When you’re working with generics, always remember that by default Group, `Group` and `Group` don’t have any type relationship — even if we know that Tester and Programmer are subtypes of Employee. By default, the type parameter in the class Group is invariant. For the 2nd statement (in Listing 3) to work, `Group` has to be covariant. We’ll solve in Listing 4.

Listing 4. Classes Employee, Programmer, Tester and Group

``````class Group<out T>   // (1)

open class Employee(val name:String) {
override fun toString(): String {
return name
}
}
class Programmer(name:String) : Employee(name) {}
class Tester(name:String) : Employee(name) {}

fun main(args: Array<String>) {
val a:Group<Employee> = Group<Programmer>()  // (2)
}
``````

When you put the out keyword before the type parameter, that makes the type parameter covariant

This code works because, Group is now a subtype of Group, thanks to the out keyword

From these examples, we can now generalize that if type Programmer is a subtype of Employee and Group is covariant, then `Group` is a subtype of `Group`. Also, we can generalize that generic class, like Group, is invariant on type parameter, if for the given types Employee and Programmer, `Group` isn’t a subtype of `Group`.

Now we’ve dealt with invariant and covariant. The last terminology we need to deal with is contravariant. If the type parameter of `Group<T>` is contravariant, for the same given types Employee and Programmer, then we can say that `Group<Employee>` is a subtype of `Group<Programmer>` — it’s quite the reverse of covariant.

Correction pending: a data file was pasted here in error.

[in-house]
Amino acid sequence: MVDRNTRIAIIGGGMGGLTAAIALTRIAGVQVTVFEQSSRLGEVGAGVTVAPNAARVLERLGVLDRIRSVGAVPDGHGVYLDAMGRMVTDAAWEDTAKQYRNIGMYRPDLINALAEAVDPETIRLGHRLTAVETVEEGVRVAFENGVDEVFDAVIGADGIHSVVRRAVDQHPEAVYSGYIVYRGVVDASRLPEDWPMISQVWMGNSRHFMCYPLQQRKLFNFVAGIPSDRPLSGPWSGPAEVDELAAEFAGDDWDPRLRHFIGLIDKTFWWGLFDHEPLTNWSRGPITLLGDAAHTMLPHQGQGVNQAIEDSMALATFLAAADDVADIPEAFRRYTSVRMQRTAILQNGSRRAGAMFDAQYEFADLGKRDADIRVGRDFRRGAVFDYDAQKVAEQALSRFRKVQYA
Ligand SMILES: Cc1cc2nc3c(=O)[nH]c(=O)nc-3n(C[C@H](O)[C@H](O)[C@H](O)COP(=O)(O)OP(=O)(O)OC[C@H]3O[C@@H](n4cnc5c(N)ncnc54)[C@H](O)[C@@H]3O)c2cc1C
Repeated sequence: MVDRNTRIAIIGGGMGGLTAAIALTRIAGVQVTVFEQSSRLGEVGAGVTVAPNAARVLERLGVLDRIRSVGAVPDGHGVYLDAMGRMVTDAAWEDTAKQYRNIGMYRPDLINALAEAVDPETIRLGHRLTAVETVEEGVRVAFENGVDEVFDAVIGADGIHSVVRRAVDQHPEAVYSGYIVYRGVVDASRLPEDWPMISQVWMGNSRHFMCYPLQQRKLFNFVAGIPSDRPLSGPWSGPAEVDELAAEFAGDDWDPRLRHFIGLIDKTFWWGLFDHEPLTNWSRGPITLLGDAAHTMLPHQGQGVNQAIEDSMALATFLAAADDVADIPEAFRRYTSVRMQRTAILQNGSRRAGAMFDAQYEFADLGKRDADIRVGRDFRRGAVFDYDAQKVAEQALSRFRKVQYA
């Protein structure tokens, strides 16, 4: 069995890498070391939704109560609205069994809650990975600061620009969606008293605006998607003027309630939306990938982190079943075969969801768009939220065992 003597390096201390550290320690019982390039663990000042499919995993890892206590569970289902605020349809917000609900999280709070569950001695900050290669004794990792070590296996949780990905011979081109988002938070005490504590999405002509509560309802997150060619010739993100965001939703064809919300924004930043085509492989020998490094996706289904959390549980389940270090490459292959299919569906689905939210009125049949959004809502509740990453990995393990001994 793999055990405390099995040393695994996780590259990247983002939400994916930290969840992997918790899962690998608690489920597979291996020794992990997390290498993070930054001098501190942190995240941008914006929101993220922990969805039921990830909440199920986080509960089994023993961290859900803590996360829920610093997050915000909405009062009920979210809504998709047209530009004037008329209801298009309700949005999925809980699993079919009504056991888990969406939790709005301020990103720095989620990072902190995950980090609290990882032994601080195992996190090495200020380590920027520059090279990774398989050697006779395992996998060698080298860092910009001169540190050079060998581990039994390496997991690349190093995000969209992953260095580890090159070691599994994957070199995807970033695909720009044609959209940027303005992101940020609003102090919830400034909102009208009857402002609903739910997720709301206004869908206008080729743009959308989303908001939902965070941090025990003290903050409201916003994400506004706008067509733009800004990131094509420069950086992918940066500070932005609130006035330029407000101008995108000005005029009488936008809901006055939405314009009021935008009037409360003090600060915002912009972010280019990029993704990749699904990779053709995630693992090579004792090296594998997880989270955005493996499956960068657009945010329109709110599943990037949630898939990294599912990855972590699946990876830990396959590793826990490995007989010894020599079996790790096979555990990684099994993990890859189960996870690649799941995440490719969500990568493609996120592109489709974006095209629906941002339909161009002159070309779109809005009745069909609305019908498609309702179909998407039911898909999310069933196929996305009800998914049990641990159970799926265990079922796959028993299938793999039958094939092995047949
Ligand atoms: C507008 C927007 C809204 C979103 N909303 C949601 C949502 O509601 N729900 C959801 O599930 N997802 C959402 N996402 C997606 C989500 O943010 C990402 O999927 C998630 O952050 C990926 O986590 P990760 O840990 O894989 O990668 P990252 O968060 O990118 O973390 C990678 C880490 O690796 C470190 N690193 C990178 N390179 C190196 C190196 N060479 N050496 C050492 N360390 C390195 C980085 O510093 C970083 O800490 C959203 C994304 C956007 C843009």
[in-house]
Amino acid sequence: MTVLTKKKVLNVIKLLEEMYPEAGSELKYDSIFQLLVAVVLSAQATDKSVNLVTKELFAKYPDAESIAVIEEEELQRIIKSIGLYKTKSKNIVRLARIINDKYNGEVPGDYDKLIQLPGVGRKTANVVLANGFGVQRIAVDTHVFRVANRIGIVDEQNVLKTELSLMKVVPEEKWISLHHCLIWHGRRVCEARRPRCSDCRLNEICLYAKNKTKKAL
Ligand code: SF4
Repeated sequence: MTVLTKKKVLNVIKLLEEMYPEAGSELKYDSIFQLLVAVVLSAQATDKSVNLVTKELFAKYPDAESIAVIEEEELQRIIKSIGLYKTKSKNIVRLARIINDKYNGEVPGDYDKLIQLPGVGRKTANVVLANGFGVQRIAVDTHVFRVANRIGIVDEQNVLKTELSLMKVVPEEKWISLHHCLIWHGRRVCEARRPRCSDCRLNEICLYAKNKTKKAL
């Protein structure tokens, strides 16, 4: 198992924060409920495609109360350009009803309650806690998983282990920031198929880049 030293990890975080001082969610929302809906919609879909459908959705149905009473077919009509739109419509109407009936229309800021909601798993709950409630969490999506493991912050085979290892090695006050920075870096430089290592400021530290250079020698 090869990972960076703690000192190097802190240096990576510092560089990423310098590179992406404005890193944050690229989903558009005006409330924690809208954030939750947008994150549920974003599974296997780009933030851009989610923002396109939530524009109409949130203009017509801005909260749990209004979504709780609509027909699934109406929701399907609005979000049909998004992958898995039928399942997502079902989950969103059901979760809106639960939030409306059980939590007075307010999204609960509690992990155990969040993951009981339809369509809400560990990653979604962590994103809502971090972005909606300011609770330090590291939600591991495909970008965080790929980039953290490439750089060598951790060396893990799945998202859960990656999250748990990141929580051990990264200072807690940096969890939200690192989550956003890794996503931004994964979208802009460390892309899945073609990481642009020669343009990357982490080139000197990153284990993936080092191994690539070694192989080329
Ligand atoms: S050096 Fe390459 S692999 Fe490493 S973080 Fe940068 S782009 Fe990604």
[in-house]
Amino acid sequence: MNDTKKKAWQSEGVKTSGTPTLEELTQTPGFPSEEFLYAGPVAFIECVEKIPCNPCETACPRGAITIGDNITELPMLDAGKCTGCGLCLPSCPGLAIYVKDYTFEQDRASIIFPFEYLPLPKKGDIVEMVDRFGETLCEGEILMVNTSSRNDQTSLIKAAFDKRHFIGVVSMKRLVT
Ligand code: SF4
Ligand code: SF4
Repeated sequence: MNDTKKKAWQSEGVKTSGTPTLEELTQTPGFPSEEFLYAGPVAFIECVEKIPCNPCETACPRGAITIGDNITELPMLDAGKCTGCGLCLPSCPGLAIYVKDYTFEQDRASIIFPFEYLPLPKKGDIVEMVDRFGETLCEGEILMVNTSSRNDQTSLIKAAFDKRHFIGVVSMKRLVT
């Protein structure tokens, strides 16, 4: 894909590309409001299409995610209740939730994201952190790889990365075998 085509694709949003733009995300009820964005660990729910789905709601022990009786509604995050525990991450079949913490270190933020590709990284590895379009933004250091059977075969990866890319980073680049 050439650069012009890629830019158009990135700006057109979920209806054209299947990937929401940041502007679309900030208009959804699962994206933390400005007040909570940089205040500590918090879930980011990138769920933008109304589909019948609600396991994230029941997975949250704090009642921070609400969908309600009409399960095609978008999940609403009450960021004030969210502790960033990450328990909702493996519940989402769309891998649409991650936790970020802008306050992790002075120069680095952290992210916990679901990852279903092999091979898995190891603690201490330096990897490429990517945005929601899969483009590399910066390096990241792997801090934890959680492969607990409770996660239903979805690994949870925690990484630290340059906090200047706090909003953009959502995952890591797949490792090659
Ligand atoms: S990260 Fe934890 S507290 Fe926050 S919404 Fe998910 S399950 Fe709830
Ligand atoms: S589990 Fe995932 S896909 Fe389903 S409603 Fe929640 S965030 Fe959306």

Listing 5. Use the in keyword for contravariance

``````class Group<in T>  // (1)

open class Employee(val name:String) {
override fun toString(): String {
return name
}
}
class Programmer(name:String) : Employee(name) {}
class Tester(name:String) : Employee(name) {}

fun main(args: Array<String>) {
val a:Group<Programmer> = Group<Employee>()   // (2)
}
``````

The in keyword makes the type parameter contravariant, which means;

type Group is now a subtype of Group

## Subclass vs subtype

Alright. I suspect that what you’ve read in the last 10 minutes left a bitter taste in your mouth. How can it happen that Programmer is a subtype of Employee, List is a subtype of List but Group is not a subtype of `Group?` Let’s try to answer that by going back to the concept of class, types, subclass and subtypes.

We think of a class as somewhat synonymous to a type, and generally that’s true — for non-generic classes at least, and for most of the time. We know that a class has at least one type, it’s the same type as that of the class itself. Go back to that time when you were first studying Java classes, your teacher, mentor or probably a favorite author must have defined a type of an object like this — “it’s the sum total of all its public behavior, otherwise known as the object’s methods or contract” — or something like that; let’s just say it’s the set of behavior that the object has.